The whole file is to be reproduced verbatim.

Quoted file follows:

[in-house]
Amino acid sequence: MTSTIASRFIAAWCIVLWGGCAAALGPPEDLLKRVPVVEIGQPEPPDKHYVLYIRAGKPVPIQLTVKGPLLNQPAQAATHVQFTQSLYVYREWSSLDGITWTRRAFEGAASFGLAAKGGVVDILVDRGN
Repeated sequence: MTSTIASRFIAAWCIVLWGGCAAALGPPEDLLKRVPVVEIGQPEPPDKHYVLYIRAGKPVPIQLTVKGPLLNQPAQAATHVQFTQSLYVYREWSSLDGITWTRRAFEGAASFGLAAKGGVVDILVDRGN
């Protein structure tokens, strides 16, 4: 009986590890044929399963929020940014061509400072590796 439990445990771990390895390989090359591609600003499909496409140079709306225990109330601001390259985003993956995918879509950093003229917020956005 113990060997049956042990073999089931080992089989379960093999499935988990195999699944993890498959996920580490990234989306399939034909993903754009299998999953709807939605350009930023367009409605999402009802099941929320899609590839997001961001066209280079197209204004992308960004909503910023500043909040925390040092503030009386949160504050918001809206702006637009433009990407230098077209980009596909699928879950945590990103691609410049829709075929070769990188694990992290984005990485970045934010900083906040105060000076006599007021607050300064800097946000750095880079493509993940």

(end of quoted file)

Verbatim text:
[in-house]
Amino acid sequence: MTSTIASRFIAAWCIVLWGGCAAALGPPEDLLKRVPVVEIGQPEPPDKHYVLYIRAGKPVPIQLTVKGPLLNQPAQAATHVQFTQSLYVYREWSSLDGITWTRRAFEGAASFGLAAKGGVVDILVDRGN
Repeated sequence: MTSTIASRFIAAWCIVLWGGCAAALGPPEDLLKRVPVVEIGQPEPPDKHYVLYIRAGKPVPIQLTVKGPLLNQPAQAATHVQFTQSLYVYREWSSLDGITWTRRAFEGAASFGLAAKGGVVDILVDRGN
């Protein structure tokens, strides 16, 4: 009986590890044929399963929020940014061509400072590796 439990445990771990390895390989090359591609600003499909496409140079709306225990109330601001390259985003993956995918879509950093003229917020956005 113990060997049956042990073999089931080992089989379960093999499935988990195999699944993890498959996920580490990234989306399939034909993903754009299998999953709807939605350009930023367009409605999402009802099941929320899609590839997001961001066209280079197209204004992308960004909503910023500043909040925390040092503030009386949160504050918001809206702006637009433009990407230098077209980009596909699928879950945590990103691609410049829709075929070769990188694990992290984005990485970045934010900083906040105060000076006599007021607050300064800097946000750095880079493509993940």